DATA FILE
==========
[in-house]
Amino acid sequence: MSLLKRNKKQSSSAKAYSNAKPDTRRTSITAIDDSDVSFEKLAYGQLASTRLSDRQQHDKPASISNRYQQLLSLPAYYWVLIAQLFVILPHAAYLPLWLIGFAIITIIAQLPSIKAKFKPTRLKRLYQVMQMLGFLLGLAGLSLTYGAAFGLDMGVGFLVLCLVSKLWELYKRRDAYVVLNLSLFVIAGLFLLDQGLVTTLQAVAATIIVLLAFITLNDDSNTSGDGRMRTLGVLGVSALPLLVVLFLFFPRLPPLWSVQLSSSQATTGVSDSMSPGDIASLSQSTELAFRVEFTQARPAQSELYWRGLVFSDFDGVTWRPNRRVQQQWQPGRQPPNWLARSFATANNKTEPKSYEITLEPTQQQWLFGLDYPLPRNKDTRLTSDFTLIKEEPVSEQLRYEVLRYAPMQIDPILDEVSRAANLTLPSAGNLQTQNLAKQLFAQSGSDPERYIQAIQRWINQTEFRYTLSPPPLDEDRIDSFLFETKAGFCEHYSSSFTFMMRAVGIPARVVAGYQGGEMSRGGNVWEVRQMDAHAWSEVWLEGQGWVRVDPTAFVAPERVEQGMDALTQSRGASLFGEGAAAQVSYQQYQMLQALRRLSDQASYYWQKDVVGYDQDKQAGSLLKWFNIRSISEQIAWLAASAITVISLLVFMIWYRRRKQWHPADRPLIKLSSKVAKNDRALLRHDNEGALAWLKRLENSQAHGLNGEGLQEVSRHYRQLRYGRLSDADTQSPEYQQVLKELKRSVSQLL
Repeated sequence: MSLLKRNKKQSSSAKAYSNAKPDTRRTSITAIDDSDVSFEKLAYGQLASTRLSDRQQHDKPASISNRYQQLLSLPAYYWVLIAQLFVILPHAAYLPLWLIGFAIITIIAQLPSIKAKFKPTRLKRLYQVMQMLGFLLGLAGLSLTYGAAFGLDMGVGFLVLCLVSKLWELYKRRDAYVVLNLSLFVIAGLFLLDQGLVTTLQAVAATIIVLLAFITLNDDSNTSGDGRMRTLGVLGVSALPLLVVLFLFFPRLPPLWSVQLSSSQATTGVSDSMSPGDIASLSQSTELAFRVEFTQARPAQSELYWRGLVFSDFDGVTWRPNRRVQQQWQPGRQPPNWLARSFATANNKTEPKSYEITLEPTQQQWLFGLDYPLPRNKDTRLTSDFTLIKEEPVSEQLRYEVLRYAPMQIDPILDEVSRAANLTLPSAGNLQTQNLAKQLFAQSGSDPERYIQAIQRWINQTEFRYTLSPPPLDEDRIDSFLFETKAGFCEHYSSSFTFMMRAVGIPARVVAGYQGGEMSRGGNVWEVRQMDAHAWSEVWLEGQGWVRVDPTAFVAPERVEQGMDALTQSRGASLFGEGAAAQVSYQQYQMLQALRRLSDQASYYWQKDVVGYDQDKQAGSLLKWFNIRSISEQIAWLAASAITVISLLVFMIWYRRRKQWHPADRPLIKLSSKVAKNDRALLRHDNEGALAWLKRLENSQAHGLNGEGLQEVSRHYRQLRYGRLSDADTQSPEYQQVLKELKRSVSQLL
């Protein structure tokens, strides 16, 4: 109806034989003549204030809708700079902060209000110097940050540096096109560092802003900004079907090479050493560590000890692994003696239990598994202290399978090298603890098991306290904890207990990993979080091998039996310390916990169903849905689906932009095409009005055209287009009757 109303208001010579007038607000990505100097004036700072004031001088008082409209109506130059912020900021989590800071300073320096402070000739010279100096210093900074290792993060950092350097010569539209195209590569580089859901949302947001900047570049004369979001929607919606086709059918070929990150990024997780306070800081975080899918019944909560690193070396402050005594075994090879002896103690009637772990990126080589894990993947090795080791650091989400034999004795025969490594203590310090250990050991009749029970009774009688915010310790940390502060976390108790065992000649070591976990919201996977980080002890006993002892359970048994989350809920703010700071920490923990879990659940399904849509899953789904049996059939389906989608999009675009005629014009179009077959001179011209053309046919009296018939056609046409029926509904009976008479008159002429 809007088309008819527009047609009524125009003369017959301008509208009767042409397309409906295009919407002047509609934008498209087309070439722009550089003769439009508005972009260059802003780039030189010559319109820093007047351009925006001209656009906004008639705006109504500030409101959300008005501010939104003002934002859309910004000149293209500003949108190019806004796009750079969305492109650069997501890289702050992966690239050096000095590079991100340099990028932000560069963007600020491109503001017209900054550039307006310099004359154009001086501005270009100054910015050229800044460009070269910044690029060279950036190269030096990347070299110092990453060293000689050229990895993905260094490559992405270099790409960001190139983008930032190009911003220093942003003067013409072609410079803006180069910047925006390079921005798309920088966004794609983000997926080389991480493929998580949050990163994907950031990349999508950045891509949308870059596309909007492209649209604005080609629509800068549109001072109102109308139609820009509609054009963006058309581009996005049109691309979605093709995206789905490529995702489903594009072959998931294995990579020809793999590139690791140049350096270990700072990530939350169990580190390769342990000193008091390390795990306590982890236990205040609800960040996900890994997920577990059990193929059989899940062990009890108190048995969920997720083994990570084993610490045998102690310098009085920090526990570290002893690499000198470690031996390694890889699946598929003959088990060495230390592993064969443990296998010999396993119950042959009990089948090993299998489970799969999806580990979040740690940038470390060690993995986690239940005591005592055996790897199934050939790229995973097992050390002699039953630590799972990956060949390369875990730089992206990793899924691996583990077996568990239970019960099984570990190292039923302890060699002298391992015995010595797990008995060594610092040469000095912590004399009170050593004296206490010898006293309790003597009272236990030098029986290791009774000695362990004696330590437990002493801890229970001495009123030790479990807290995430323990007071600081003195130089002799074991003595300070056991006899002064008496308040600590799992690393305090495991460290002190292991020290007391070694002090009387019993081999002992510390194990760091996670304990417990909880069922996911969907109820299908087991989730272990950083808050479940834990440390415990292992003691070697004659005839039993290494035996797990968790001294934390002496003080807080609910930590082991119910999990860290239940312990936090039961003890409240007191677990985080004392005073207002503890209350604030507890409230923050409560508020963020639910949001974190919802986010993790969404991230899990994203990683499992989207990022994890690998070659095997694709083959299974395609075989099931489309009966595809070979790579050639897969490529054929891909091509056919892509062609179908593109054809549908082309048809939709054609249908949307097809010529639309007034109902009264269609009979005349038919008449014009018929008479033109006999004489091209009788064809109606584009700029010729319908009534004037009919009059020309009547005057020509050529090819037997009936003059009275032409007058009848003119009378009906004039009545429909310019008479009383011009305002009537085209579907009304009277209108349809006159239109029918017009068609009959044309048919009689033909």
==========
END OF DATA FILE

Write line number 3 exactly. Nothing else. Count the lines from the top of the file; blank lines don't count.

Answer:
Repeated sequence: MSLLKRNKKQSSSAKAYSNAKPDTRRTSITAIDDSDVSFEKLAYGQLASTRLSDRQQHDKPASISNRYQQLLSLPAYYWVLIAQLFVILPHAAYLPLWLIGFAIITIIAQLPSIKAKFKPTRLKRLYQVMQMLGFLLGLAGLSLTYGAAFGLDMGVGFLVLCLVSKLWELYKRRDAYVVLNLSLFVIAGLFLLDQGLVTTLQAVAATIIVLLAFITLNDDSNTSGDGRMRTLGVLGVSALPLLVVLFLFFPRLPPLWSVQLSSSQATTGVSDSMSPGDIASLSQSTELAFRVEFTQARPAQSELYWRGLVFSDFDGVTWRPNRRVQQQWQPGRQPPNWLARSFATANNKTEPKSYEITLEPTQQQWLFGLDYPLPRNKDTRLTSDFTLIKEEPVSEQLRYEVLRYAPMQIDPILDEVSRAANLTLPSAGNLQTQNLAKQLFAQSGSDPERYIQAIQRWINQTEFRYTLSPPPLDEDRIDSFLFETKAGFCEHYSSSFTFMMRAVGIPARVVAGYQGGEMSRGGNVWEVRQMDAHAWSEVWLEGQGWVRVDPTAFVAPERVEQGMDALTQSRGASLFGEGAAAQVSYQQYQMLQALRRLSDQASYYWQKDVVGYDQDKQAGSLLKWFNIRSISEQIAWLAASAITVISLLVFMIWYRRRKQWHPADRPLIKLSSKVAKNDRALLRHDNEGALAWLKRLENSQAHGLNGEGLQEVSRHYRQLRYGRLSDADTQSPEYQQVLKELKRSVSQLL